Who We Stand With and How We Show Up
My dear friend Carly Hare, who also goes by her Pawnee name of <i kita u hoo <i ]a hiks which translates into “kind leader of men,” once said something that really stuck with me:
“What if we pretend the community members we speak to are our cousins that have been wronged before?”
To me, this quote is about kinship and compassion. When you go a layer deeper, it’s about a collective sense of belonging and empathy for one another. It’s about evolving our perspectives on not only how we view our neighbors, colleagues and friends, but how we treat them.
To bring health in reach for all Coloradans, it is essential we learn from them about what they need most and how we can best respond to their needs. We recognize our mission cannot be met until we better understand how Coloradans actually feel, what their lives are like, where they live and how they live.
What does this mean?
As I think about how I got into this work, I often consider my own identity and the communities I belong to: the Black community, the philanthropic community, the Colorado community, social workers from my graduate schooling in Chicago, rural and urban communities across North Carolina (my original home) and of course, the “first-time mom club.” I see, more than ever, the value of remembering my roots – who I am, where I come from and what my responsibilities are. That’s what we strive for in our community work. We want to recognize and honor each of these elements of identity for those we serve to see the connections between our identities and theirs.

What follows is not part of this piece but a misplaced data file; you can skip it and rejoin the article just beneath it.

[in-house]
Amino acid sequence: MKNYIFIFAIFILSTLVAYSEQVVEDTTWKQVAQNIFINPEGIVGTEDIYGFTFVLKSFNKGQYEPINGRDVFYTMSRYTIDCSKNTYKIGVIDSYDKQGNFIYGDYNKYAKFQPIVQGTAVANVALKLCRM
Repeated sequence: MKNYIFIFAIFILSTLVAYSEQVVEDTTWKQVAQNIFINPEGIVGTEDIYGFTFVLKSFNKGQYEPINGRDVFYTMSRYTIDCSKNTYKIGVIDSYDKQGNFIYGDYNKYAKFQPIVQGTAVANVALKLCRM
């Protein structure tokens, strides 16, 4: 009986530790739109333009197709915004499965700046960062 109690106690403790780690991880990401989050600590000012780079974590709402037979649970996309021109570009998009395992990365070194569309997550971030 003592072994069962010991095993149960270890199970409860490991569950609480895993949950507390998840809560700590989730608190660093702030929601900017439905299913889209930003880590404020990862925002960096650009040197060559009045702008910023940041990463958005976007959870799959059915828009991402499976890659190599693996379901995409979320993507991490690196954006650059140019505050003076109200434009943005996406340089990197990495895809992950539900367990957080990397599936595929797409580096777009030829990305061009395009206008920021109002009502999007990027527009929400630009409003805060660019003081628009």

It means we have to find how we fit into the communities that make up Colorado. It means we travel and visit and spend time learning. Our staff find themselves out on the road in different parts of the state. With each trip, it’s fair to say that we find ourselves nestling into each community a little deeper. We meet a few more Coloradans. We walk and drive around a few more corners and mountain passes. We sit in coffee shops. We walk around parks and neighborhoods. We hear new stories.
Our work at the Foundation is centered on building relationships and looking for opportunities where our resources can support communities as they move toward better health.